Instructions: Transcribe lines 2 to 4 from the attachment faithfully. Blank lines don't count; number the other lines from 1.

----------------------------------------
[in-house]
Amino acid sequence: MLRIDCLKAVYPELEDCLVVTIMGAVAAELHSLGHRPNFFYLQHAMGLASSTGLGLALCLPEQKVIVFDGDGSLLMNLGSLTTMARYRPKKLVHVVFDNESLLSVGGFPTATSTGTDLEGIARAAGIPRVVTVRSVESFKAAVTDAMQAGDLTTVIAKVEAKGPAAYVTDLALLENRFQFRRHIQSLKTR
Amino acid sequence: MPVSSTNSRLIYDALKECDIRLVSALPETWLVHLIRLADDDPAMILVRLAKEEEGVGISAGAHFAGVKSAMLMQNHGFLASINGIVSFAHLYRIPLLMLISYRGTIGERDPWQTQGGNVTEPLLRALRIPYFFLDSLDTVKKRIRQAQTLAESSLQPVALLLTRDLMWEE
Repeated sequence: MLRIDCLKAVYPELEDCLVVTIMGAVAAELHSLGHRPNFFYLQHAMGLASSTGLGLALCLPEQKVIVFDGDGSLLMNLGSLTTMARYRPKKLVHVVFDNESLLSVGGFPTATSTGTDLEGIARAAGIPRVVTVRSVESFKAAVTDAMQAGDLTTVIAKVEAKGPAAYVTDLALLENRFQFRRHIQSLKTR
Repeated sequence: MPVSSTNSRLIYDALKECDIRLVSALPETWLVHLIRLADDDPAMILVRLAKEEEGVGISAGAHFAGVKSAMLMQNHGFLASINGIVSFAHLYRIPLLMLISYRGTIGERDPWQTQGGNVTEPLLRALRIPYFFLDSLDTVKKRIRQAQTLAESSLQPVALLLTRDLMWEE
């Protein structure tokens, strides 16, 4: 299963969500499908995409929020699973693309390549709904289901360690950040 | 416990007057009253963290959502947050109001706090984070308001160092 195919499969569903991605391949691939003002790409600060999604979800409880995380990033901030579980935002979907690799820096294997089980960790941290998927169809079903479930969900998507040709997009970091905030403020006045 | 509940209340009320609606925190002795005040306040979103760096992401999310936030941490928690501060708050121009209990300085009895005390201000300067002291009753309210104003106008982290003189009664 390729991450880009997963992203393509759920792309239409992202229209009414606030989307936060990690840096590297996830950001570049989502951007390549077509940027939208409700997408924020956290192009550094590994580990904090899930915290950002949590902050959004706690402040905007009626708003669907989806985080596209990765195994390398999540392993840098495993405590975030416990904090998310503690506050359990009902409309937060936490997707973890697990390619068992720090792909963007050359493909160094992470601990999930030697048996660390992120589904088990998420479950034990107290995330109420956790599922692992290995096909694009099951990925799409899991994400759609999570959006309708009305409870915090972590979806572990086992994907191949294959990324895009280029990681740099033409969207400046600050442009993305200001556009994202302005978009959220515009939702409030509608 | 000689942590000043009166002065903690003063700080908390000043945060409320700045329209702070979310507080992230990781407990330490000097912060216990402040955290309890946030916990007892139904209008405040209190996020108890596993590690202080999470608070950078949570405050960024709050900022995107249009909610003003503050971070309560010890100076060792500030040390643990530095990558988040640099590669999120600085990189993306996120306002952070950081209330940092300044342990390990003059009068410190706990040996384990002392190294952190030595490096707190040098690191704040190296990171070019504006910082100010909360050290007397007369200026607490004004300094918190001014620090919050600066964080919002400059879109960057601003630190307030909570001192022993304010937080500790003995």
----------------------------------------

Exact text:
Amino acid sequence: MLRIDCLKAVYPELEDCLVVTIMGAVAAELHSLGHRPNFFYLQHAMGLASSTGLGLALCLPEQKVIVFDGDGSLLMNLGSLTTMARYRPKKLVHVVFDNESLLSVGGFPTATSTGTDLEGIARAAGIPRVVTVRSVESFKAAVTDAMQAGDLTTVIAKVEAKGPAAYVTDLALLENRFQFRRHIQSLKTR
Amino acid sequence: MPVSSTNSRLIYDALKECDIRLVSALPETWLVHLIRLADDDPAMILVRLAKEEEGVGISAGAHFAGVKSAMLMQNHGFLASINGIVSFAHLYRIPLLMLISYRGTIGERDPWQTQGGNVTEPLLRALRIPYFFLDSLDTVKKRIRQAQTLAESSLQPVALLLTRDLMWEE
Repeated sequence: MLRIDCLKAVYPELEDCLVVTIMGAVAAELHSLGHRPNFFYLQHAMGLASSTGLGLALCLPEQKVIVFDGDGSLLMNLGSLTTMARYRPKKLVHVVFDNESLLSVGGFPTATSTGTDLEGIARAAGIPRVVTVRSVESFKAAVTDAMQAGDLTTVIAKVEAKGPAAYVTDLALLENRFQFRRHIQSLKTR